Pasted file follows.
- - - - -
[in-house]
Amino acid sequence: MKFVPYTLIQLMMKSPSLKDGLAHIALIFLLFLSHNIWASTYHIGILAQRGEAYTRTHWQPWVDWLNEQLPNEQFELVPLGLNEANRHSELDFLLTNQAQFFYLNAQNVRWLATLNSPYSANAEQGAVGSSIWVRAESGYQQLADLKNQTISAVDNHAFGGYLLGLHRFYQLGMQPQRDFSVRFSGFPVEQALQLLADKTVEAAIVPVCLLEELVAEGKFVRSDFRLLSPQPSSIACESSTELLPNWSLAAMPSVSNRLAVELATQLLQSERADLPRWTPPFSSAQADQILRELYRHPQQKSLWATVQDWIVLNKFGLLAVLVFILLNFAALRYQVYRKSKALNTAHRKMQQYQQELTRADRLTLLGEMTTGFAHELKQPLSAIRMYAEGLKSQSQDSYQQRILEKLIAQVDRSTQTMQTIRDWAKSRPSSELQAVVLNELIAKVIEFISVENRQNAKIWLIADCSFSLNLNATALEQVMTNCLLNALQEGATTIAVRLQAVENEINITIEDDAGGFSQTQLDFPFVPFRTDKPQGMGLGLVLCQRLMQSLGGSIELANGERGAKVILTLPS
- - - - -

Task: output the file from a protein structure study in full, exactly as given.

[in-house]
Amino acid sequence: MKFVPYTLIQLMMKSPSLKDGLAHIALIFLLFLSHNIWASTYHIGILAQRGEAYTRTHWQPWVDWLNEQLPNEQFELVPLGLNEANRHSELDFLLTNQAQFFYLNAQNVRWLATLNSPYSANAEQGAVGSSIWVRAESGYQQLADLKNQTISAVDNHAFGGYLLGLHRFYQLGMQPQRDFSVRFSGFPVEQALQLLADKTVEAAIVPVCLLEELVAEGKFVRSDFRLLSPQPSSIACESSTELLPNWSLAAMPSVSNRLAVELATQLLQSERADLPRWTPPFSSAQADQILRELYRHPQQKSLWATVQDWIVLNKFGLLAVLVFILLNFAALRYQVYRKSKALNTAHRKMQQYQQELTRADRLTLLGEMTTGFAHELKQPLSAIRMYAEGLKSQSQDSYQQRILEKLIAQVDRSTQTMQTIRDWAKSRPSSELQAVVLNELIAKVIEFISVENRQNAKIWLIADCSFSLNLNATALEQVMTNCLLNALQEGATTIAVRLQAVENEINITIEDDAGGFSQTQLDFPFVPFRTDKPQGMGLGLVLCQRLMQSLGGSIELANGERGAKVILTLPS